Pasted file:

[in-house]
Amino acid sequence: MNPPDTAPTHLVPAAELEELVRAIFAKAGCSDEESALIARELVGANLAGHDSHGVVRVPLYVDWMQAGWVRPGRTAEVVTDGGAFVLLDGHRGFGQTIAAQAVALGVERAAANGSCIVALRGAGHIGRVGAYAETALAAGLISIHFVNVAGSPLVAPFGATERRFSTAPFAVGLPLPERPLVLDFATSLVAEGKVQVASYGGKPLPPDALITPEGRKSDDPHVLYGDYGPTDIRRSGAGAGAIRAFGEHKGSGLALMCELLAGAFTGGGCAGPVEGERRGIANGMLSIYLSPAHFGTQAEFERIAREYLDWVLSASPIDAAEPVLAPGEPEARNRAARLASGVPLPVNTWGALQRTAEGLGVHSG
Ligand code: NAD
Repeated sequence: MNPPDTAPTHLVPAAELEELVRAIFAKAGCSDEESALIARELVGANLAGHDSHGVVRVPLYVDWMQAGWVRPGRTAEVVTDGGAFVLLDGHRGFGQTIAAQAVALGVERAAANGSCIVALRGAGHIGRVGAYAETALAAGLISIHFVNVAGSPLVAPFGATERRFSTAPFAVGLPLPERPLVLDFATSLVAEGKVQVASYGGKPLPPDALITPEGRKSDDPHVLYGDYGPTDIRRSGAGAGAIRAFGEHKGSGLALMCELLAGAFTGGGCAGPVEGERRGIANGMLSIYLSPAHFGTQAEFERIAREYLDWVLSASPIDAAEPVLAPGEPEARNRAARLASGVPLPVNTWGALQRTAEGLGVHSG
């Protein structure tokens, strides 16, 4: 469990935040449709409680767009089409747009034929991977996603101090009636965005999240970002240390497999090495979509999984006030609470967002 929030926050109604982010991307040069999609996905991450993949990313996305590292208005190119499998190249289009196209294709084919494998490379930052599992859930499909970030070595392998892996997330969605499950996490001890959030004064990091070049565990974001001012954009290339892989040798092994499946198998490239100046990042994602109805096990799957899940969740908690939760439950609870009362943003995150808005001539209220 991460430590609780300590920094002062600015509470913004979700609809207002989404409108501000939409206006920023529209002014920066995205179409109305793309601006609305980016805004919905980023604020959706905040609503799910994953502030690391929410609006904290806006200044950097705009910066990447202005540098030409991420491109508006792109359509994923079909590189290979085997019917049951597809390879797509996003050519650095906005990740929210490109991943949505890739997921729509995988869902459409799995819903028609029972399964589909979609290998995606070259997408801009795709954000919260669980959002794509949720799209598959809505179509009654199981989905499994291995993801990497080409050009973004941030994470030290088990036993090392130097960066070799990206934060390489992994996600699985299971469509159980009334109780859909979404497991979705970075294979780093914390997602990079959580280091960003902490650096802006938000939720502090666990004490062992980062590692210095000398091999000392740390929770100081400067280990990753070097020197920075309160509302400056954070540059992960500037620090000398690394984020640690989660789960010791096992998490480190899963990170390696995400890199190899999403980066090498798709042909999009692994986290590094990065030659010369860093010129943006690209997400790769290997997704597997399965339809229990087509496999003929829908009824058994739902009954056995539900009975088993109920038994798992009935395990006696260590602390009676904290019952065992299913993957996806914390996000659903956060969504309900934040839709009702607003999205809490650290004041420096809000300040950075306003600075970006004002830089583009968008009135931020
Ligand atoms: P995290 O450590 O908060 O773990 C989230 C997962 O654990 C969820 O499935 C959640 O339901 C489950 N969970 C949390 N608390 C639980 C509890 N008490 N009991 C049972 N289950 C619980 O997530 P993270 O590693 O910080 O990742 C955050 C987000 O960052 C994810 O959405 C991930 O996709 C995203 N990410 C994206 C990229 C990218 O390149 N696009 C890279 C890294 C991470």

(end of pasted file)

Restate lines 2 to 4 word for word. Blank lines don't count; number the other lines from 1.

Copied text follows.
Amino acid sequence: MNPPDTAPTHLVPAAELEELVRAIFAKAGCSDEESALIARELVGANLAGHDSHGVVRVPLYVDWMQAGWVRPGRTAEVVTDGGAFVLLDGHRGFGQTIAAQAVALGVERAAANGSCIVALRGAGHIGRVGAYAETALAAGLISIHFVNVAGSPLVAPFGATERRFSTAPFAVGLPLPERPLVLDFATSLVAEGKVQVASYGGKPLPPDALITPEGRKSDDPHVLYGDYGPTDIRRSGAGAGAIRAFGEHKGSGLALMCELLAGAFTGGGCAGPVEGERRGIANGMLSIYLSPAHFGTQAEFERIAREYLDWVLSASPIDAAEPVLAPGEPEARNRAARLASGVPLPVNTWGALQRTAEGLGVHSG
Ligand code: NAD
Repeated sequence: MNPPDTAPTHLVPAAELEELVRAIFAKAGCSDEESALIARELVGANLAGHDSHGVVRVPLYVDWMQAGWVRPGRTAEVVTDGGAFVLLDGHRGFGQTIAAQAVALGVERAAANGSCIVALRGAGHIGRVGAYAETALAAGLISIHFVNVAGSPLVAPFGATERRFSTAPFAVGLPLPERPLVLDFATSLVAEGKVQVASYGGKPLPPDALITPEGRKSDDPHVLYGDYGPTDIRRSGAGAGAIRAFGEHKGSGLALMCELLAGAFTGGGCAGPVEGERRGIANGMLSIYLSPAHFGTQAEFERIAREYLDWVLSASPIDAAEPVLAPGEPEARNRAARLASGVPLPVNTWGALQRTAEGLGVHSG